GLAHR continues to call for a Day without Immigrants on July 1st and a march in recognition of the migrant community’s role in Georgia at the capitol on July 2nd. The partial injunction marks a temporary victory but dangerous segments of HB 87 are still moving forward. In that the Governor has already pledged to appeal its decision, the struggle for immigration reform and against racial bias in the state continues. ...
Phoenix, AZ. In response to the Governor of Arizona pressing her countersuit to defend SB 1070, Pablo Alvarado, Director of the National Day Laborer Organizing Network, a litigant in the injunction suit against SB 1070 issued the following statement:
“Like Governor Wallace before her, Governor Brewer is choosing to stand on the wrong side of history with her defense of unconstitutional, regressive, and immoral legislation.
Brewer will lose in court and in the court of public opinion. Any short term political gain by scapegoating Americans in waiting will be offset in droves by future generations in Arizona who will have been inspired to wipe away the stain on the state caused by her repugnant, unconstitutional, and anti-American nativist crusade.
Yet, like a driver who refuses to admit they’re lost, the Governor refuses to turn around.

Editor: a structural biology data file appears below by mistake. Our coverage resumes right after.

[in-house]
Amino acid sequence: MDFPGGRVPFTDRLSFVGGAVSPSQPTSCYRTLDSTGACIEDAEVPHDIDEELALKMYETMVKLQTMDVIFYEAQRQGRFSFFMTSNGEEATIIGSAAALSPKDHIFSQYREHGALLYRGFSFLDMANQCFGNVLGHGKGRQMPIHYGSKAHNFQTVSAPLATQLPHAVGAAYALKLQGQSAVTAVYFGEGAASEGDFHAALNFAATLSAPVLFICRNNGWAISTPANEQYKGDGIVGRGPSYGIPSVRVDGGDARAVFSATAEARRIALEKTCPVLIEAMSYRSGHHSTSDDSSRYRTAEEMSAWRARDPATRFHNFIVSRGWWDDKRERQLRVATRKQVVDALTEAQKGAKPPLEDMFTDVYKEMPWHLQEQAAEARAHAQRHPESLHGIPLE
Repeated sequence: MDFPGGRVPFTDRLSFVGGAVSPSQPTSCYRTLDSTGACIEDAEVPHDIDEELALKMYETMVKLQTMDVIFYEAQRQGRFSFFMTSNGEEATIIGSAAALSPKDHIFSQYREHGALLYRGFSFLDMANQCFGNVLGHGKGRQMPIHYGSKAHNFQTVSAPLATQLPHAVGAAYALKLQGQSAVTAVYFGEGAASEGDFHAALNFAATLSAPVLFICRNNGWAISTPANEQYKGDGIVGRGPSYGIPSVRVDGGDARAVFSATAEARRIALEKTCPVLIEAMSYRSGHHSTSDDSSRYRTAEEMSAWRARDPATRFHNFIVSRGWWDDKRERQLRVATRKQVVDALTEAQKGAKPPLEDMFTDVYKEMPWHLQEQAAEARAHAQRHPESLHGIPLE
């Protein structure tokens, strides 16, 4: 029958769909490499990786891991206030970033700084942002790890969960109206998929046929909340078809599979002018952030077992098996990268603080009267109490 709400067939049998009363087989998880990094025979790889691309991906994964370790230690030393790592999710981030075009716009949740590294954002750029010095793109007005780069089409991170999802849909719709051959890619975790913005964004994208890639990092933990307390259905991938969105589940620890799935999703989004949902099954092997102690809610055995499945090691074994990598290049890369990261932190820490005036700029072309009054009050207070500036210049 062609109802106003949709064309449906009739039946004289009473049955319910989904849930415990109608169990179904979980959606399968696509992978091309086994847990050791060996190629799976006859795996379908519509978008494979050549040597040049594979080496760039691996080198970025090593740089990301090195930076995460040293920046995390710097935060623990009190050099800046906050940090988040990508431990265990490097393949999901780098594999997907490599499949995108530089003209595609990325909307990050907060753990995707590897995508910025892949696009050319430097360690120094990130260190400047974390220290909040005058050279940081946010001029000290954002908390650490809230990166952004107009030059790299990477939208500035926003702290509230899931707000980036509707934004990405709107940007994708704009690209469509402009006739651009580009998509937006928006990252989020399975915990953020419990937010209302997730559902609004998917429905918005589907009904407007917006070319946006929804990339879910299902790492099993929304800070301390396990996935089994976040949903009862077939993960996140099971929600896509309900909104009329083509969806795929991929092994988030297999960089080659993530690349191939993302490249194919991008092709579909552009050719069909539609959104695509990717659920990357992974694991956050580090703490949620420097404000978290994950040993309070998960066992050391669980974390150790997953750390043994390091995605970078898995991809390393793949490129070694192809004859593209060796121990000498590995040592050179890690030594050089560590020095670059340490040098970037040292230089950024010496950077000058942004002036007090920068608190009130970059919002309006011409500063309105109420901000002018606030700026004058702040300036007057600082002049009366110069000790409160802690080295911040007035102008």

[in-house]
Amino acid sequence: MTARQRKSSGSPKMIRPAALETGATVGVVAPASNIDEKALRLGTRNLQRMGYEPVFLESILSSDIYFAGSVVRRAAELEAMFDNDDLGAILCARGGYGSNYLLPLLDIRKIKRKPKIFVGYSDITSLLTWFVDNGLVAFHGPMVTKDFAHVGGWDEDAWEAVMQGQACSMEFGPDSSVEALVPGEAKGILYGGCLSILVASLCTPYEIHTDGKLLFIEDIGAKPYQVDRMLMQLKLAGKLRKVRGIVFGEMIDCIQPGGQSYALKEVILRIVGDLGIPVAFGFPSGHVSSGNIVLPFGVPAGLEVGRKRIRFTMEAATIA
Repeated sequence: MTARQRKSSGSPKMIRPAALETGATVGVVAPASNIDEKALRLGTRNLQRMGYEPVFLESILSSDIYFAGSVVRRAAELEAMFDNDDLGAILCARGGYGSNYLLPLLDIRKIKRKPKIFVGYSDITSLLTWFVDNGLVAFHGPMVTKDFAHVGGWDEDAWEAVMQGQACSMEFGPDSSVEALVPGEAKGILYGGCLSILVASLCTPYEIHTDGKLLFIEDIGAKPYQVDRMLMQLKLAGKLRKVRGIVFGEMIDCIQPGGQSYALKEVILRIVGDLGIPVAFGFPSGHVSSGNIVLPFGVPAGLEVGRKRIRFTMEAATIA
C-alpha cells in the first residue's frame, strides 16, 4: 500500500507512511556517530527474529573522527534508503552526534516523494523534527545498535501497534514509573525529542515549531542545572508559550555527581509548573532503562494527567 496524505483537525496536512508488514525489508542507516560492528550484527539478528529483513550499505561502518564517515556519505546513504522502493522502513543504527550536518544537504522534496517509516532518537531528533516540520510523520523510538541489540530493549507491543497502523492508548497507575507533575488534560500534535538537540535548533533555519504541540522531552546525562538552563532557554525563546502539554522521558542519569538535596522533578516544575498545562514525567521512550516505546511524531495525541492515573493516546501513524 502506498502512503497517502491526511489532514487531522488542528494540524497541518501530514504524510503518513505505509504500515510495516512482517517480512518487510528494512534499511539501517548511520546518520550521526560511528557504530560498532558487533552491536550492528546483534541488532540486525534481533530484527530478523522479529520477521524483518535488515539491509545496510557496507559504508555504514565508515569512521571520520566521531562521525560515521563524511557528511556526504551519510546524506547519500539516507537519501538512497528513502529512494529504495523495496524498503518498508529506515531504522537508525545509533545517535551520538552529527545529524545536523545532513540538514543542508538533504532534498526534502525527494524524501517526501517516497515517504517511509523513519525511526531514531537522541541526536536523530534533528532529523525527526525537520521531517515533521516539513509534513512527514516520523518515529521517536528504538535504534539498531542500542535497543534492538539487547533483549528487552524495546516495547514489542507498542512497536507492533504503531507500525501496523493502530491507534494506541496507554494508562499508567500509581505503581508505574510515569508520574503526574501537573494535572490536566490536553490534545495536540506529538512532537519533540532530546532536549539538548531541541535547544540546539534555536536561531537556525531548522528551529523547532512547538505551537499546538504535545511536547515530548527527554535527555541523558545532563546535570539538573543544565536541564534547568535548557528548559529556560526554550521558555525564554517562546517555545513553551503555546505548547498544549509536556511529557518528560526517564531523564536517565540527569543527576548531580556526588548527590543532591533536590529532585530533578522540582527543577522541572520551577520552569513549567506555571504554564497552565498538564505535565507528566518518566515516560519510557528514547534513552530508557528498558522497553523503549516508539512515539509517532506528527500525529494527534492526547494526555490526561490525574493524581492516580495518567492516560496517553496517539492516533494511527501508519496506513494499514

Governor Brewer’s inability to govern and failure to provide real solutions to the state’s problems will no longer be shielded by the diversion created by her spectacle of scapegoating.”
The Governor’s countersuit today precedes another event in court. Tomorrow, on the anniversary of the implementation of SB 1070, local leader Salvador Reza of the Puente Movement as well as Peter Morales, President of the Unitarian Universalist Association, will face trial for their act of conscience that prevented Sheriff Arpaio’s raids on last July 29th....
BIRMINGHAM, AL – The U.S. Department of Justice (DOJ) today filed a federal challenge to Alabama’s draconian anti-immigrant law. Modeled on Arizona’s infamous SB 1070 but taking it to even greater extremes, the Alabama law is considered the most pernicious anti-immigrant state law to date.
The DOJ lawsuit follows on the heels of HICA v. Bentley, a class-action challenge asserting that the law is unconstitutional on multiple grounds, filed on July 8 by the National Immigration Law Center and a coalition of civil rights organizations. On July 21, the coalition filed a request that the court block the law from taking effect, pending a final ruling on the law’s constitutionality. The hearing to determine whether the court should enjoin the law has been set for August 24, 2011 in the civil rights coalition case.
The following statements can be attributed to various members of the coalition:
Pablo Alvarado, director, National Day Laborer Organizing Network:
"The suit filed by the DOJ is an acknowledgement of the civil rights crisis caused by the Arizonification of our country and deepened in states like Alabama and Georgia where they have built upon Arizona's laws. We welcome the administration's action but see it as treating the symptom rather than the illness. More easily than court proceedings, President Obama could bring relief to our communities with the stroke of a pen."
Linton Joaquin, general counsel, National Immigration Law Center: